A typical day in the Calakos lab starts with reading through the literature on the topic of habitual behavior and goal-directed behavior. Sometimes I start by listening in on the lab meetings which are once every week in the morning. These days I have finally obtained permission to go work with Zeiss 880 inverted confocal microscope, so I have started to spend half of my day imaging mouse brain slices, and striatum in particular.
Obtaining the correct settings for each of the four lasers (I am trying to image with four fluorophores simultaneously) takes a surprising amount of time. It is critical for me to use the same settings for each experiment for a fair comparison. Furthermore, taking the images themselves takes hours. For example, one 20x tile scan with three fluorophores and 10 by 16 frames takes around 1 hour and 30 minutes. A whole brain constitutes of many individual slices, which will have to be imaged separately. I have a lot to do in the future.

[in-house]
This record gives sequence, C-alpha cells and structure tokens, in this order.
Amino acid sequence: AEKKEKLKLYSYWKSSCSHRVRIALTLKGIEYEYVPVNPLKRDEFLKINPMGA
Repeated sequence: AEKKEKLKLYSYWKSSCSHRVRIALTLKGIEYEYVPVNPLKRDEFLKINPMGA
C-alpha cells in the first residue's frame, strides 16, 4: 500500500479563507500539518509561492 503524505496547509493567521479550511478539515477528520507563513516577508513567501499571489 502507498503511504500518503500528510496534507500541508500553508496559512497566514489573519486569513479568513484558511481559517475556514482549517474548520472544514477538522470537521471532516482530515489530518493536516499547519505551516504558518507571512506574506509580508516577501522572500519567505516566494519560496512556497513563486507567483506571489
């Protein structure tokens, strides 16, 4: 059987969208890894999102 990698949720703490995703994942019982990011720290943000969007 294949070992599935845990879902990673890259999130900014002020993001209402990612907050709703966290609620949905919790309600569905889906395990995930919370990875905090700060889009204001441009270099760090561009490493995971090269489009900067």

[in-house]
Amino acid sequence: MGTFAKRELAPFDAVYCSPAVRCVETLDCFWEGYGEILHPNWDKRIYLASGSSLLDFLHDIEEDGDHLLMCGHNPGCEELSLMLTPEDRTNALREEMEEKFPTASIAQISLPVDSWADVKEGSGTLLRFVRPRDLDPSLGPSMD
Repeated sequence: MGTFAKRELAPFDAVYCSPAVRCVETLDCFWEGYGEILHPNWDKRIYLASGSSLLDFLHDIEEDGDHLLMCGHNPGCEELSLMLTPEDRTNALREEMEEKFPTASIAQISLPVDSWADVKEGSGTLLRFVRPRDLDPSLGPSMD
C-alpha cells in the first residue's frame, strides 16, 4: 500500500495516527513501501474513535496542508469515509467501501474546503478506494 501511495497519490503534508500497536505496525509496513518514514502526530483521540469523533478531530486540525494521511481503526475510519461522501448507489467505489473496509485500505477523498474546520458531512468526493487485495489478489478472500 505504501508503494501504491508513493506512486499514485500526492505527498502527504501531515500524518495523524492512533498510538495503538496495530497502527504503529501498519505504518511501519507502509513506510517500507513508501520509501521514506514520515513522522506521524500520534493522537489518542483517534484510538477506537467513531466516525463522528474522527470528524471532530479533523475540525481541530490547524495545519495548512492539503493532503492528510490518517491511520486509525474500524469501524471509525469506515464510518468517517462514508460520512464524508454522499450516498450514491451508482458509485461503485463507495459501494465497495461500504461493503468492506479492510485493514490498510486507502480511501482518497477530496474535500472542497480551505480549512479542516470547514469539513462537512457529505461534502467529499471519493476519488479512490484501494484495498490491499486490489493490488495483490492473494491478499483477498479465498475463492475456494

In the last weeks of the program, I am planning to analyze these images in order to figure out the changes in ensembles of neurons activated for habitual behavior vs goal-directed behavior, and compare them with afferents into the different areas of dorsal striatum. I imagine this will be plenty (and more) work to keep me occupied in the coming weeks.